From there, the book gives practical advice on everything from the writer’s daily habits to reflections on the publishing industry and ideas to get readers on the path to self-expression. She examines the unique properties of poetry, including the meaning behind language, and the “music” behind well-expressed words. Throughout it all, she uses her own life story as a kind of illustration of what writing can (and cannot) deliver for the writer.

“I have made a life as an itinerant writer ever since I started teaching poetry to kids when I was 19,” she said that day in the late afternoon sunshine, promising a beautiful spring that was fated to be interrupted just days later. “I’ve never had an employer. Now, I’m not telling people, ‘Here’s the path.’ I talk about how I’m married and that I have a middle-class life, and that if it weren’t for (husband) Michael, I would do exactly what I do now but I would live in a studio apartment and maybe not have health insurance. I would live a very different life. But I also say, long before I met him—back when I bought gas $3 at a time and single rolls of toilet paper—I always had a bouquet of flowers in my house. It’s a lot about how to live a creative life.”

My Shouting also takes on the magic inherent in embracing a creative life. At one point, Vecchione talks about a student whose brother had died. When she tried to write about her brother’s death, the writer couldn’t remember how she learned the news. Vecchione suggested she start by simply writing “I don’t remember” and list all the things she had forgotten from the grief of his death.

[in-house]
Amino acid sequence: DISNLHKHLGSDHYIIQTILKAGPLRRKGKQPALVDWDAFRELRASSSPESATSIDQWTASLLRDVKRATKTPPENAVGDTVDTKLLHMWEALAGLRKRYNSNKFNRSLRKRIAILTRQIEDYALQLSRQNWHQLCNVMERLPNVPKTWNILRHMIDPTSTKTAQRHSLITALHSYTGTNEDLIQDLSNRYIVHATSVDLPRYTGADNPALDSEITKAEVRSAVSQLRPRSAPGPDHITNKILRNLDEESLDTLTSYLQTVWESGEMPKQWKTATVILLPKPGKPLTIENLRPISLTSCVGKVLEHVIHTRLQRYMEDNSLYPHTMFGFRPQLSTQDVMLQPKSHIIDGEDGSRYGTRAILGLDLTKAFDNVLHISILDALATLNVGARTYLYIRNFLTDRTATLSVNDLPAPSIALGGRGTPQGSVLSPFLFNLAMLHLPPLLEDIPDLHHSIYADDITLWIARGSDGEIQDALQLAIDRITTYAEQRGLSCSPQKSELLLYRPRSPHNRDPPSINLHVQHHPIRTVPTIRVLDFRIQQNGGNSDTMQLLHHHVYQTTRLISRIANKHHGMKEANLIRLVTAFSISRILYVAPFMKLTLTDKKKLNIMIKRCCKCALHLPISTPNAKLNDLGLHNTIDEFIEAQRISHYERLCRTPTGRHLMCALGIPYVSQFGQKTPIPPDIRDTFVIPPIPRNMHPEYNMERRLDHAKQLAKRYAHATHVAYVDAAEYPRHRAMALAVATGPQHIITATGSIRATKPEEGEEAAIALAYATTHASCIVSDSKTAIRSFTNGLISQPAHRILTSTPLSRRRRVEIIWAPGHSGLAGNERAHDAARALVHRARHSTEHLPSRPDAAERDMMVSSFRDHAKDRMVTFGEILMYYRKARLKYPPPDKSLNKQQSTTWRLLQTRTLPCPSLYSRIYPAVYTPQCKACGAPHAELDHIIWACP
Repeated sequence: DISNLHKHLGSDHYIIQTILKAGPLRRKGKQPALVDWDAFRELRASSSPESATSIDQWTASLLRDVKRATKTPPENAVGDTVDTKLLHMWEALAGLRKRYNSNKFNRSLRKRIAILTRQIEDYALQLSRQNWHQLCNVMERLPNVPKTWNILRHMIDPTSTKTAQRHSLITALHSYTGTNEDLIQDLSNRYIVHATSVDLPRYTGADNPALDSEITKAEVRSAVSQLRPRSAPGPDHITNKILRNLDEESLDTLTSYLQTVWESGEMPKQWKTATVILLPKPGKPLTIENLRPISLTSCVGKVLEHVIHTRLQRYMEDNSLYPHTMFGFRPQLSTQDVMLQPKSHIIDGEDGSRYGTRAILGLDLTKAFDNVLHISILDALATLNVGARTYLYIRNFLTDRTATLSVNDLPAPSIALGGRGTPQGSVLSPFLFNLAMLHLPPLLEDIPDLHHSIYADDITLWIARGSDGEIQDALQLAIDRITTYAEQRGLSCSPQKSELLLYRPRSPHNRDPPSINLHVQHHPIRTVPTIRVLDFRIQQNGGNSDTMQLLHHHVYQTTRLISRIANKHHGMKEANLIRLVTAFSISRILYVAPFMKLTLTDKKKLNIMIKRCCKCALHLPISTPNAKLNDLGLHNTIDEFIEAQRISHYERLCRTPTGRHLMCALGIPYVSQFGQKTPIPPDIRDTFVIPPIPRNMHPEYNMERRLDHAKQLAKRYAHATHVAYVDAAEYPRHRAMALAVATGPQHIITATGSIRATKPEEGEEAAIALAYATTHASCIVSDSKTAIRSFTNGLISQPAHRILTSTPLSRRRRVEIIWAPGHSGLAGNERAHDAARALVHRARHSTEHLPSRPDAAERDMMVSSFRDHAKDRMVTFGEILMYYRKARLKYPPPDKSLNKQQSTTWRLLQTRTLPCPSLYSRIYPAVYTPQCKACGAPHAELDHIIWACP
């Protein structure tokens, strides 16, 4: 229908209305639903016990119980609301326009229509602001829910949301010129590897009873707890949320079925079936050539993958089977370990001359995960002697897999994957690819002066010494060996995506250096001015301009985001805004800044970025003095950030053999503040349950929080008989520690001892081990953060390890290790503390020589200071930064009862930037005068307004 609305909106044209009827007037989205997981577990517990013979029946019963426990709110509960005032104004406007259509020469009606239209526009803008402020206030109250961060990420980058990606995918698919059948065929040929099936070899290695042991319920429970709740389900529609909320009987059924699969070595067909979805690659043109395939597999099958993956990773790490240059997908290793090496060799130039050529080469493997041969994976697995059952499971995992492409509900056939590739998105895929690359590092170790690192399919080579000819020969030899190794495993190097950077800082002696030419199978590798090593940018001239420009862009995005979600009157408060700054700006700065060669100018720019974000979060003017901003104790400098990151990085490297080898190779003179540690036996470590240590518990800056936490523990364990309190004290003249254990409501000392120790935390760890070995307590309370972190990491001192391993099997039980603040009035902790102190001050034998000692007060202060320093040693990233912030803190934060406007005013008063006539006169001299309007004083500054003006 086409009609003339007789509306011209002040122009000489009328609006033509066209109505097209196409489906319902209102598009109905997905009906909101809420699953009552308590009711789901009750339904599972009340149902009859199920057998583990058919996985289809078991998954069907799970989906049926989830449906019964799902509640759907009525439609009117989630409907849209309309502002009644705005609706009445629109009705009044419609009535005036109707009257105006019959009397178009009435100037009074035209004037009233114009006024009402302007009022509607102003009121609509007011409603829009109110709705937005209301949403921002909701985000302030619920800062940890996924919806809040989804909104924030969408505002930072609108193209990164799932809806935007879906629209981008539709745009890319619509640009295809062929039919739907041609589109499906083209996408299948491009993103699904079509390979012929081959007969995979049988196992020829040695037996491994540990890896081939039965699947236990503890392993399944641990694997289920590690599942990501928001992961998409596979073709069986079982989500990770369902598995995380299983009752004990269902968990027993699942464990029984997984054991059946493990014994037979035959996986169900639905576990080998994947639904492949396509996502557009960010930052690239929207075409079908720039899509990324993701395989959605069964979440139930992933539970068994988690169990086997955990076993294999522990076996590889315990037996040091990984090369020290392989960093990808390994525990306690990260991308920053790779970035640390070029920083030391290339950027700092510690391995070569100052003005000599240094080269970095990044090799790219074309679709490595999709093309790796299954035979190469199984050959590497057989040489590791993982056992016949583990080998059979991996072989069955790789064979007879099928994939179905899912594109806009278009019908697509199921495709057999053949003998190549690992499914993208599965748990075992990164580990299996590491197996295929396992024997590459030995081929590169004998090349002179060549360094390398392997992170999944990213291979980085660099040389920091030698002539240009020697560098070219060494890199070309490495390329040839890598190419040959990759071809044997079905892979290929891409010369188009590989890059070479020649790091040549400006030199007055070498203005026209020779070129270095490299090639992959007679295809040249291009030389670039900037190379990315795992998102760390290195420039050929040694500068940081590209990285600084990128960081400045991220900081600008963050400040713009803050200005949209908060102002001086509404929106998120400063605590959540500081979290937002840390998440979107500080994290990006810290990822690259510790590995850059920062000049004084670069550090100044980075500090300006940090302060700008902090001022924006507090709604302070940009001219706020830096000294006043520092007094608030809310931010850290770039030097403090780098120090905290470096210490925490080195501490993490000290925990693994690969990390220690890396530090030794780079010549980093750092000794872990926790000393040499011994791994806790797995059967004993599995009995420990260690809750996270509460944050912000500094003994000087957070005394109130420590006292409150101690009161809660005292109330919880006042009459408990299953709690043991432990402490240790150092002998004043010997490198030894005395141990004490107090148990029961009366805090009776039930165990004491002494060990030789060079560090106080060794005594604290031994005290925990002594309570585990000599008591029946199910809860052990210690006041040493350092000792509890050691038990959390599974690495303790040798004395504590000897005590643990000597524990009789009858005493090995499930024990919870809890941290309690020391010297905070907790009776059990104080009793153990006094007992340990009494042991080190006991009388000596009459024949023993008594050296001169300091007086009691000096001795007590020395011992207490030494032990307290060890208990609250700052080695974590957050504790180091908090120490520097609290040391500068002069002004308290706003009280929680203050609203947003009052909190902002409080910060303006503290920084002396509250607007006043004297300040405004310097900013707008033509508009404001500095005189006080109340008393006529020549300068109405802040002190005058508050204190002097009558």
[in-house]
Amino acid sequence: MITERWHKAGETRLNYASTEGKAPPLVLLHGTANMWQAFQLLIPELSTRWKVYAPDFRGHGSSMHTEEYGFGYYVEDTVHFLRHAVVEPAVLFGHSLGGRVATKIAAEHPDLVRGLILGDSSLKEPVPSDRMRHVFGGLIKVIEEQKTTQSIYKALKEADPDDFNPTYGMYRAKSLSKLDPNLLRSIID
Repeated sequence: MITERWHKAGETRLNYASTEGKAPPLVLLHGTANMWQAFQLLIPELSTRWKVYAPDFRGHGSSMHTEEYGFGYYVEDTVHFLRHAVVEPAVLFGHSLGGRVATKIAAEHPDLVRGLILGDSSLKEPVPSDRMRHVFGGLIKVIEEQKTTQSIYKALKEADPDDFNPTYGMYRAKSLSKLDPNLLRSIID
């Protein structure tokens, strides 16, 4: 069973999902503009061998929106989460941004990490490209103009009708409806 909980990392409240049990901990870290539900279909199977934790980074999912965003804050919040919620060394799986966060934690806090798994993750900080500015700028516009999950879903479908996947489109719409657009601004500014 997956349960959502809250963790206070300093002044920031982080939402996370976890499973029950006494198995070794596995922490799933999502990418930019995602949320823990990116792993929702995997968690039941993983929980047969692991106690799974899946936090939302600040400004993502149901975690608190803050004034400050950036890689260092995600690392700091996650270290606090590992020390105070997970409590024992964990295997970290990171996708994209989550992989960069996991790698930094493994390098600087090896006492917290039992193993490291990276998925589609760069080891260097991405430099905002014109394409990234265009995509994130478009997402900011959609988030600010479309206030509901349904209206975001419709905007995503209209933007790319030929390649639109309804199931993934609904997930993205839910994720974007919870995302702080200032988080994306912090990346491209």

“That evening she emailed me,” Vecchione writes in the book. “In the subject bar were the words ‘I remember!’ By writing a list of all the things she couldn’t recall, accepting and not pushing against her lost memories, that which she thought was gone forever returned.”

“You know more than you know you know,” she says now. “Nothing is lost to us from our experience. We may not have easy access to memories, but we remember it in our bodies and in our dreams.”

Back in March, at lunch in Monterey, when Covid-19 was still a rapidly approaching cloud on the far horizon, Vecchione channeled a kind of orientation of the world that today has become common in an upside-down world, prefiguring the soul searching that shelter-in-place and quarantine have compelled many to do.

“That’s what poetry allows us to do,” she said at the time, “to say ‘What if?’ My thinking is, that at this time of crisis, we need to think in ways that we don’t even know what they are yet. To do that, you have to use your imagination.”

Patrice Vecchione will read from her new book ‘My Shouting, Shattered, Whispering Voice’ in a virtual event on Tuesday, July 21, at 7pm. To register for the free event, go to bookshopsantacruz.com or patricevecchione.com.

Staff Writer at Good Times |

Wallace Baine has been an arts writer, film critic, columnist and editor in Santa Cruz for more than 25 years. He is the author of “A Light in the Midst of Darkness,” a cultural history of the independent bookseller Bookshop Santa Cruz, as well as the book “Rhymes with Vain: Belabored Humor and Attempted Profundity,” and the story collection “The Last Temptation of Lincoln.” He is a staff writer for Good Times, Metro Silicon Valley and San Benito/South Valley magazine.